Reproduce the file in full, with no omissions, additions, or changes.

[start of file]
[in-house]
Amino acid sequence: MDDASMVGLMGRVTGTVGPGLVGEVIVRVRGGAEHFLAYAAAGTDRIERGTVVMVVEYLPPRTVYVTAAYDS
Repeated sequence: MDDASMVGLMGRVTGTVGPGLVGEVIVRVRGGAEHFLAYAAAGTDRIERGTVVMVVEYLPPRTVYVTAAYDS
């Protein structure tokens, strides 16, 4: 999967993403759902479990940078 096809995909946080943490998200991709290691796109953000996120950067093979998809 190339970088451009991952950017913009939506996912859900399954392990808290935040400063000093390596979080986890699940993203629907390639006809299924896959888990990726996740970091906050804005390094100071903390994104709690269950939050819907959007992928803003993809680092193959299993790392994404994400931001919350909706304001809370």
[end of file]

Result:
[in-house]
Amino acid sequence: MDDASMVGLMGRVTGTVGPGLVGEVIVRVRGGAEHFLAYAAAGTDRIERGTVVMVVEYLPPRTVYVTAAYDS
Repeated sequence: MDDASMVGLMGRVTGTVGPGLVGEVIVRVRGGAEHFLAYAAAGTDRIERGTVVMVVEYLPPRTVYVTAAYDS
């Protein structure tokens, strides 16, 4: 999967993403759902479990940078 096809995909946080943490998200991709290691796109953000996120950067093979998809 190339970088451009991952950017913009939506996912859900399954392990808290935040400063000093390596979080986890699940993203629907390639006809299924896959888990990726996740970091906050804005390094100071903390994104709690269950939050819907959007992928803003993809680092193959299993790392994404994400931001919350909706304001809370």